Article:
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Facebook Scrutinized For Its Data Sharing With Cambridge Analytica


Facebook is coming under a lot of pressure after the personal data of some 50 million Facebook users was shared with a British firm called Cambridge Analytica. The company then used that data to try and influence the 2016 presidential election. At this point, the U.K.'s information commissioner is seeking a warrant to look at Cambridge Analytica's databases and servers. Rebecca MacKinnon is with us now. She's the director of Ranking Digital Rights. It's a nonprofit that ranks companies based on how well they protect users' data. Rebecca, thanks for coming in.

REBECCA MACKINNON: Thanks so much for having me.

KING: So the easy question here is, does Facebook have a problem protecting our personal information?

MACKINNON: Well, they certainly have a problem informing us about what they're collecting, who they're sharing it with and what's happening to that information. And in our ranking of Internet companies overall, I mean, basically the whole industry is not doing well on this.


MACKINNON: But we looked at a couple of questions around, does the company clearly disclose to users what options they have to control, what data of theirs is retained and used and shared? And Facebook provided less disclosure. I mean, you know, you're clicking on these privacy policies, and Facebook says, well, you know, we had people's consent. But even if you read the policy - and I have the whole team that's reading these policies - Facebook has provided less disclosure and fewer options for controlling what gets shared than any other Internet platform that we examined...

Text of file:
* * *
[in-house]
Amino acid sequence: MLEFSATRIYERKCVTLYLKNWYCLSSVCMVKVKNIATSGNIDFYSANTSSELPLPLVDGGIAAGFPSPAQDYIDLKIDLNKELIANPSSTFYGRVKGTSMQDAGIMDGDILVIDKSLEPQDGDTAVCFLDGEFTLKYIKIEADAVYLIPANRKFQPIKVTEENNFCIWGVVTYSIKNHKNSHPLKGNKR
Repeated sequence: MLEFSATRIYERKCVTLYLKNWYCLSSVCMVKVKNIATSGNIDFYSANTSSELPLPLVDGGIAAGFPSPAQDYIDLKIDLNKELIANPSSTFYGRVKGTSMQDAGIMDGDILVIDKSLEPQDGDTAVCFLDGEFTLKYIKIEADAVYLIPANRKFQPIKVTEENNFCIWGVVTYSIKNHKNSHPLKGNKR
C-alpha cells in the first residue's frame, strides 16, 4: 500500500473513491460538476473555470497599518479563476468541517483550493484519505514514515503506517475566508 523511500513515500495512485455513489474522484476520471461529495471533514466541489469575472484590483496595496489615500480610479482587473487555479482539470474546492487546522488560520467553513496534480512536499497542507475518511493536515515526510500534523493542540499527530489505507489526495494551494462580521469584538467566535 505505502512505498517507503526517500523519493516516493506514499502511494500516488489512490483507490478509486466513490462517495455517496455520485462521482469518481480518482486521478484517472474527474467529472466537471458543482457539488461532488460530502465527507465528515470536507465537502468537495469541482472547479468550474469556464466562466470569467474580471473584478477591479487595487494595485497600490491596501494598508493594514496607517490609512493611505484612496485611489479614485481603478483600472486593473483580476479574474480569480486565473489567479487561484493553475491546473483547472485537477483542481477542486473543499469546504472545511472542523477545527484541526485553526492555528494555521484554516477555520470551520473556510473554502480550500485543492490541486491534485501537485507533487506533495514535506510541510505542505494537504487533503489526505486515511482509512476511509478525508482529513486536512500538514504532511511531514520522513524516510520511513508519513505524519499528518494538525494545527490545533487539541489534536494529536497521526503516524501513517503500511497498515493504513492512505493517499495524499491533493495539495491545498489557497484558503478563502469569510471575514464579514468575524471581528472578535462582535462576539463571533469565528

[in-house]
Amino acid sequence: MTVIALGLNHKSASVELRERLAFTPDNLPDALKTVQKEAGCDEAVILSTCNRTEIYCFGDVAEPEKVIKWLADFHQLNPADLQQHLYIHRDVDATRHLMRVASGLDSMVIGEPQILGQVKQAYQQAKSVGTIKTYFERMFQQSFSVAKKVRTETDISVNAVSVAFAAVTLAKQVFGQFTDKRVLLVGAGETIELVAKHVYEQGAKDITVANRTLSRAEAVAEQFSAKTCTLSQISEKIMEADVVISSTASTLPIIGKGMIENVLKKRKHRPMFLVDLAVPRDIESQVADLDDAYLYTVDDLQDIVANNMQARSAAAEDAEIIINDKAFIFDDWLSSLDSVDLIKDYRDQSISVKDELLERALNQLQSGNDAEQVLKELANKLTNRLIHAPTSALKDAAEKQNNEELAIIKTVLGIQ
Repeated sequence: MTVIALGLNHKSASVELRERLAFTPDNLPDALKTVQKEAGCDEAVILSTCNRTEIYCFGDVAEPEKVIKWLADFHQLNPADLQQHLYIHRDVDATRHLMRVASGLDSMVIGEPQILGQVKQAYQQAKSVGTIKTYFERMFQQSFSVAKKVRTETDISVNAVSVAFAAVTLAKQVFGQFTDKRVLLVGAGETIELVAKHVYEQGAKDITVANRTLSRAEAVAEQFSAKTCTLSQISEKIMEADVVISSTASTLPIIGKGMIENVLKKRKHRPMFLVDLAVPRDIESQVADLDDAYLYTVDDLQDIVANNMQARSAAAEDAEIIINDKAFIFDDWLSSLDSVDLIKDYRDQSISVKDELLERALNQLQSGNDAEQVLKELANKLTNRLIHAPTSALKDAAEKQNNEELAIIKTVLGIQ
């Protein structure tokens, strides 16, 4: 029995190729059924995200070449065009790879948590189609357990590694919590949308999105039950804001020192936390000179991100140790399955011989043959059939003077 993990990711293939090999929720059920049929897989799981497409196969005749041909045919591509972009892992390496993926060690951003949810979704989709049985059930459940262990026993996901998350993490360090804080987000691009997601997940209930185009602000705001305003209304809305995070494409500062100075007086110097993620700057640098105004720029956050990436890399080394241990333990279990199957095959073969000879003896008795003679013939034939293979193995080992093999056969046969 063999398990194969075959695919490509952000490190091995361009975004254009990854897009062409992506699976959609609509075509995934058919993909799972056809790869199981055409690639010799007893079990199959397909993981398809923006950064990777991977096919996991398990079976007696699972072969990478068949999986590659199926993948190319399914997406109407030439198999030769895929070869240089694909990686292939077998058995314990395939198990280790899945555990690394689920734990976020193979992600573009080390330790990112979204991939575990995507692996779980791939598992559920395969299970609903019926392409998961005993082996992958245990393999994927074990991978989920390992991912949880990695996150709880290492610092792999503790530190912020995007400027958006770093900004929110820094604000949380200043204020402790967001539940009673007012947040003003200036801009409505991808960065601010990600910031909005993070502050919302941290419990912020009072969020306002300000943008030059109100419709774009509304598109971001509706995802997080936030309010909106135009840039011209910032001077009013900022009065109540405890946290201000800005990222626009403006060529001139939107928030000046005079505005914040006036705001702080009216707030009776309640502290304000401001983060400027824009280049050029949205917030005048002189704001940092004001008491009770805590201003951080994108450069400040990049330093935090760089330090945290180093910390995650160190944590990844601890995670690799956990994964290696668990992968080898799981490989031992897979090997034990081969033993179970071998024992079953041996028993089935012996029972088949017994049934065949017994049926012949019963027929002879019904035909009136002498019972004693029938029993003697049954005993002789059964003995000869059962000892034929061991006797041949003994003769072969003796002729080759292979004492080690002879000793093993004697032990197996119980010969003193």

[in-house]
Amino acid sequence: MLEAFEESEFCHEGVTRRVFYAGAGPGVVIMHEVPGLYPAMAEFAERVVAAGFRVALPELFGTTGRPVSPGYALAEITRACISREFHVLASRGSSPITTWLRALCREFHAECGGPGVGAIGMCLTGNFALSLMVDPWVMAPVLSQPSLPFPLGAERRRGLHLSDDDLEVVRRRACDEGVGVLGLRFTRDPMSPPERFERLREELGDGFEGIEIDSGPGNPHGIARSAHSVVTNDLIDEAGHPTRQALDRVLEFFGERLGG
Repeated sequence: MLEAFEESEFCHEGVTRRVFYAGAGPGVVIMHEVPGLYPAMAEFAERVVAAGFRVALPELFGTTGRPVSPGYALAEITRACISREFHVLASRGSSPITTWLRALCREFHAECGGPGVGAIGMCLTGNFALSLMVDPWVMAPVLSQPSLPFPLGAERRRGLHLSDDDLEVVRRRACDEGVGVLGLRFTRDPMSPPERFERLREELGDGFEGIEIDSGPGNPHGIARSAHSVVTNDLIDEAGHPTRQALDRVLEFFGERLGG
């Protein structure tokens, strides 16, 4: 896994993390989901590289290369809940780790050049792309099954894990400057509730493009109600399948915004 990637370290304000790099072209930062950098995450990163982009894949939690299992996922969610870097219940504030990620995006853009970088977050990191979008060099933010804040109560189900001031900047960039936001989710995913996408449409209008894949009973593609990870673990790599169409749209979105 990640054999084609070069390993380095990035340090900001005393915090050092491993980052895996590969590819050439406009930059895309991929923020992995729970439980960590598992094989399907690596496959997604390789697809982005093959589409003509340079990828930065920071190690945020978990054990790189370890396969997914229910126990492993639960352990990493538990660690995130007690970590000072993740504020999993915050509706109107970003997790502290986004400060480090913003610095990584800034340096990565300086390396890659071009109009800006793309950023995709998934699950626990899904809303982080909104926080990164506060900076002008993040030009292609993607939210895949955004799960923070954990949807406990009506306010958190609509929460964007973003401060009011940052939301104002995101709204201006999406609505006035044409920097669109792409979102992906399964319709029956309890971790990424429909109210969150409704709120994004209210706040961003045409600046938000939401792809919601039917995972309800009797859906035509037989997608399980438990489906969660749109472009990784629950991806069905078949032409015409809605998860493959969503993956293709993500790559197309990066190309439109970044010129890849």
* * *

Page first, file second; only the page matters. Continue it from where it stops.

KING: So they're at the bottom of the rankings.

MACKINNON: ...You know, including Chinese and Russian companies. So...

KING: Really?

MACKINNON: So they disclose a minimal amount of information about what you can do to control your information, particularly when it comes to sharing with targeted advertising. And in terms of...

KING: Let me ask you about that. The data that Cambridge Analytica collected was used to target audiences with digital ads. Isn't it pretty common for Facebook to allow third parties to collect user data?

MACKINNON: Right. Well, this is part of the business model.


MACKINNON: But the issue is, what's getting disclosed to users? Do we have any idea about what's happening? And not just users, but, do regulators understand what's going on? Do journalists actually know what Facebook is sharing with whom under what conditions? This is not shared clearly.

KING: I mean, I could be one of those 50 million people. I'm on Facebook. But I don't know that. Should I? And can I?

MACKINNON: You should. You cannot right now, and that's a problem. And this is one of the other problems, is that we're relying on companies to voluntarily disclose this information for the most part. I mean, privacy law in the United States is very weak. And I think that this latest incident with Cambridge Analytica just shows that we need a comprehensive privacy law and a privacy agency in this country, not just for consumer protection. It's now become really clear that data protection is nothing less than a national security imperative.

KING: Why do you think there hasn't been more outcry among consumers? People don't seem that ticked off, or that furious or that freaked out about this.

MACKINNON: Well, in part, you just don't know what's happening.

KING: If you're one of 50 million.

MACKINNON: Right. And, you know, we've got a real problem, as well. You know, the news today that Facebook's chief security officer, he's having his team disbanded for the investigation. And so there's a real question about the extent to which Facebook is really determined to get to the bottom of what's happened and whether it's more determined to protect its reputation.

KING: Rebecca MacKinnon, the director of Ranking Digital Rights. Thank you, Rebecca.

MACKINNON: Thank you. Transcript provided by NPR, Copyright NPR.